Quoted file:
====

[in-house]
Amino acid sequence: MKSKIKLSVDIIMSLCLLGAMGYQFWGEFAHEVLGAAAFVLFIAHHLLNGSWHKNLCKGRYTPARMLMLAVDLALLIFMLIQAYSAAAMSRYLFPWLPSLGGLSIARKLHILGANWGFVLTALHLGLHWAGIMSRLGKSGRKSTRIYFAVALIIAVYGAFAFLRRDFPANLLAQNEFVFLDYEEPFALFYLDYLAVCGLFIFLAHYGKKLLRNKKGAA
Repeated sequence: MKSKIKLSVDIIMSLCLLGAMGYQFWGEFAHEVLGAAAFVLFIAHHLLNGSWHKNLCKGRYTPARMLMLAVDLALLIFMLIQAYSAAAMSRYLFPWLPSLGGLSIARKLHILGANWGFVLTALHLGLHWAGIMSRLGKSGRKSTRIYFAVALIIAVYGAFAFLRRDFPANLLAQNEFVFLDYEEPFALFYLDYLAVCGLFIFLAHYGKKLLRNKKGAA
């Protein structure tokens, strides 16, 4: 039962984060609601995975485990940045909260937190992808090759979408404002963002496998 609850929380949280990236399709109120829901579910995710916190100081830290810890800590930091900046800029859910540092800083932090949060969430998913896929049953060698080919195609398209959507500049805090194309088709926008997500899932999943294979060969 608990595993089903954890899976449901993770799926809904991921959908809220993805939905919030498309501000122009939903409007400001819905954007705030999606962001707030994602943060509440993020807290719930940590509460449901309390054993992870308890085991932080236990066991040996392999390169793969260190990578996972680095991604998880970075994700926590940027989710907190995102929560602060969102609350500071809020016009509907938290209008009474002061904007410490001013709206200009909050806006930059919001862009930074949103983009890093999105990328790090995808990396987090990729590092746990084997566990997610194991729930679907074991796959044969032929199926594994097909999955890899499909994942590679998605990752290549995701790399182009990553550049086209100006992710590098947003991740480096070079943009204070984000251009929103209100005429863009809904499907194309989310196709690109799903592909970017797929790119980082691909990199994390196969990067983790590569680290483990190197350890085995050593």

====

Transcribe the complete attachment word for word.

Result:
[in-house]
Amino acid sequence: MKSKIKLSVDIIMSLCLLGAMGYQFWGEFAHEVLGAAAFVLFIAHHLLNGSWHKNLCKGRYTPARMLMLAVDLALLIFMLIQAYSAAAMSRYLFPWLPSLGGLSIARKLHILGANWGFVLTALHLGLHWAGIMSRLGKSGRKSTRIYFAVALIIAVYGAFAFLRRDFPANLLAQNEFVFLDYEEPFALFYLDYLAVCGLFIFLAHYGKKLLRNKKGAA
Repeated sequence: MKSKIKLSVDIIMSLCLLGAMGYQFWGEFAHEVLGAAAFVLFIAHHLLNGSWHKNLCKGRYTPARMLMLAVDLALLIFMLIQAYSAAAMSRYLFPWLPSLGGLSIARKLHILGANWGFVLTALHLGLHWAGIMSRLGKSGRKSTRIYFAVALIIAVYGAFAFLRRDFPANLLAQNEFVFLDYEEPFALFYLDYLAVCGLFIFLAHYGKKLLRNKKGAA
């Protein structure tokens, strides 16, 4: 039962984060609601995975485990940045909260937190992808090759979408404002963002496998 609850929380949280990236399709109120829901579910995710916190100081830290810890800590930091900046800029859910540092800083932090949060969430998913896929049953060698080919195609398209959507500049805090194309088709926008997500899932999943294979060969 608990595993089903954890899976449901993770799926809904991921959908809220993805939905919030498309501000122009939903409007400001819905954007705030999606962001707030994602943060509440993020807290719930940590509460449901309390054993992870308890085991932080236990066991040996392999390169793969260190990578996972680095991604998880970075994700926590940027989710907190995102929560602060969102609350500071809020016009509907938290209008009474002061904007410490001013709206200009909050806006930059919001862009930074949103983009890093999105990328790090995808990396987090990729590092746990084997566990997610194991729930679907074991796959044969032929199926594994097909999955890899499909994942590679998605990752290549995701790399182009990553550049086209100006992710590098947003991740480096070079943009204070984000251009929103209100005429863009809904499907194309989310196709690109799903592909970017797929790119980082691909990199994390196969990067983790590569680290483990190197350890085995050593």